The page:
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Hosted by Raoul Sabin

We had the chance to have a conversation with Nora Vasconcellos. This is the result:


Raisa: You ready for this?

Nora: …nope.

Raisa: Where is skateboarding headed these days? Olympics? Pandemic …

Nora: Down the shitter…

Raoul: Where do you think skateboarding is going (for you)? There's a lot going on in skateboarding. The girls are coming up and changing the game and then there’s also the pandemic that kind of shut everything down. Now that the Olympics are over… what’s your opinion? I know I got mine, I’d like to know yours.

Nora: Yeah. So, I did contests for a long time. But the only reason I did contests was so that I could maybe make some money and just skate more. Cause basically girls were not getting sponsored, or going on trips and I think that was really the only avenue that I saw initially. And so I did contests for a while, I got to travel, did the whole thing. The Olympics were ran so poorly in terms of the information that was given and the qualifying. Thank God there were people like Mimi (Knoop) involved who really made it so that there was as much fairness and proper involvement! I think the Olympics are hit or miss. There was so much hype and then it was done. Just like that. But I think the best part about the Olympics is obviously that people that will get to experience skateboarding, who otherwise wouldn’t have. Other countries are getting programs, sponsorships and deals that will bring skating to people who genuinely need it. And then also I see in the US like now like every town is gonna have to have a skatepark. 

Raoul: I was gonna say, for me now the Olympics a big step up in terms of ways of thinking about skateboarding. Skateboarding is becoming the new basketball. 

Raisa: Yeah, surprisely my boyfriend is building skateparks in schools!

Nora: I love that! 

Raoul: So how’s it gonna affect it?

Nora: That’s a good change. But I have also learned that that’s just not for me, and that’s ok. 

Raoul: In regards to the female skating community being on the rise, where do you see it going towards? You’re a big part of this history.

Nora: Yeah it’s really good. I’m excited that there’s so much support now and there’s so much space for all different types of skaters. I think for so long there only was this one type of skater that could exist. Or that you had to fit this certain mold. And then when women started getting sponsorships it was like you had to be marketable, you had to be sexy and have long hair. And basically we need you to be almost like eye candy. I would see the sponsors, I would see things moving and I was like dude, it’s so fucked! The interest that men had on girls and sponsoring… it just didn’t seem authentic. It felt sexualized and shitty. I just feel like if you were not a traditional woman in the sense of how you presented yourself you weren’t… you know. And I just felt like it was detrimental because that’s not even about skateboarding at that point.

Raoul: So for me the female scene actually is breaking barriers. There was an era in America when you had to do hammers, you just had to (to be considered a valid skateboarder). In 1993, you had to be technical. There were so many limitations. Now we’re back to the fun stuff, you can just be yourself and have fun!

Nora: Yeah! I think it’s so much more open and more about enjoying the art of skating versus having to be this super macho personality which is also pretty fucked up. The jock side of skating is like fucking gross, I don’t know why we want more Danny Way’s. We actually don’t need that, the world needs less of that energy and way more raw skating. And that’s not saying that you can’t be the best and all that. Just look at someone like Ishod. I think Ishod captures it perfectly, where you have this extremely likable and hard working guy who amits skating in all the purest forms. At the core just a skate rat, but he’s also wildly successful and talented, in terms of actual progression. But, he’s not a dickhead!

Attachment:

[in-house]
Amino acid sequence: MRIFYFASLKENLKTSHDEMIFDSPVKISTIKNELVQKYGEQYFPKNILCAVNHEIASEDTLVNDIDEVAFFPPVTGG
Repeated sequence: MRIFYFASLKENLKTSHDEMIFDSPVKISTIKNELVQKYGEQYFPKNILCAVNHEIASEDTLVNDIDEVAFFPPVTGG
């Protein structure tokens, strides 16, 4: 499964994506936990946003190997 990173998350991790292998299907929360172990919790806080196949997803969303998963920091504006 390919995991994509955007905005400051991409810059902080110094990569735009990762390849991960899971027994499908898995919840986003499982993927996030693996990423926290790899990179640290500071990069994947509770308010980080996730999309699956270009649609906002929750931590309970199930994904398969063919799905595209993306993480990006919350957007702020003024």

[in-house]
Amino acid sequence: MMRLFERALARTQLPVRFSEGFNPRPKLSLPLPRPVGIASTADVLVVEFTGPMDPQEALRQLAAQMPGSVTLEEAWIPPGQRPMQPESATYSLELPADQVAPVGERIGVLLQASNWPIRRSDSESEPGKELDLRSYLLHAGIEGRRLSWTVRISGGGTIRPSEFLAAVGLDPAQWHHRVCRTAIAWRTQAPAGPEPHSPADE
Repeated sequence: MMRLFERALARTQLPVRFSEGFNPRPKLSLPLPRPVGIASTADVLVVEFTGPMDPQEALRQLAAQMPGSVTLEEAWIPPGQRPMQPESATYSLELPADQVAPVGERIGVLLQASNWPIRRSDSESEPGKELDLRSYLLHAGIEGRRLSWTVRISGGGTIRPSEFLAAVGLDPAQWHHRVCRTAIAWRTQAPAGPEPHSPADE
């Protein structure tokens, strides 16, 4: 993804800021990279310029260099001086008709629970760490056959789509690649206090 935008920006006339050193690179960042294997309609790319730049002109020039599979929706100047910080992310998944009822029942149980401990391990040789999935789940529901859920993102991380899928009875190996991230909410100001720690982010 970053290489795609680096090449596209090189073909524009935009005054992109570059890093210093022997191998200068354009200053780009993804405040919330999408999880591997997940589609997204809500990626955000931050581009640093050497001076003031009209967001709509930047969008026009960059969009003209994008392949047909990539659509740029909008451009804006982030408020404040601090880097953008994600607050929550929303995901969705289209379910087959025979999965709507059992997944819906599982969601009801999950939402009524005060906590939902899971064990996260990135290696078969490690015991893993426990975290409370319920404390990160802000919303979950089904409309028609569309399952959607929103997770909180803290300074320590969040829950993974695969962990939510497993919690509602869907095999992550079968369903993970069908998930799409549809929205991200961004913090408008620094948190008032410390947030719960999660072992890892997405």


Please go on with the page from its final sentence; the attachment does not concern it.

Raisa: Yeah, that combination is important.

Raoul: I’m asking questions about the 90s cause the community was like: there are no gay people in skating! And I got a gay friend that can guarantee that’s false.

Nora: There’s A LOT of gays.

Raoul: I know people in Barcelona that are bi or gay who weren't allowed in skateboarding in the 90s. It was all macho. But the non binary scene and women’s scene are breaking this.

Nora: Oh completely!

Raoul: You don’t have to wear, WE don’t have to wear big pants or hoodies or whatever.

Nora: You can do whatever you want. I think a lot of it too comes from the exploitation of people. Like the way that pop culture works. I think it happened even more so in places that have a lot of success and money. That’s the entertainment industry: sex sells. I just think it’s really fucked up how a lot of that is portrayed but it’s rad now just in the sense that we are now in this space that people can be themselves and minorities have completely taken over.

Raoul: Things have changed so much from two years ago for example. I have two daughters so there are a lot of things that I learnt. We’re gonna talk in feminist ways. Women in skating for me are, really really cool. But also in everything else: the 'me too' movement… I don’t know what will happen but the good is (happening) globally. 

Nora: Well I think skateboarding provides a really safe space for people, especially mentally. If you had (been) abused or you come from very difficult backgrounds or you don’t have a voice, I think skateboarding creates that for so many people and it’s very accessible. Like there are kids in Africa who literally are building skateboards out of clay wheels. The fact that kids can get a skateboard and figure out how to do it on a dirt road, it’s actually such a simple practice. In the US during the pandemic, there were so many people who learned to skateboard cause all they could do was be in their driveway or be on the sidewalk or in their garage. So I think that aspect of it is incredible and right now it’s just like the perfect combination of enough people who have found skateboarding and have created a community. And now it’s just something for everyone.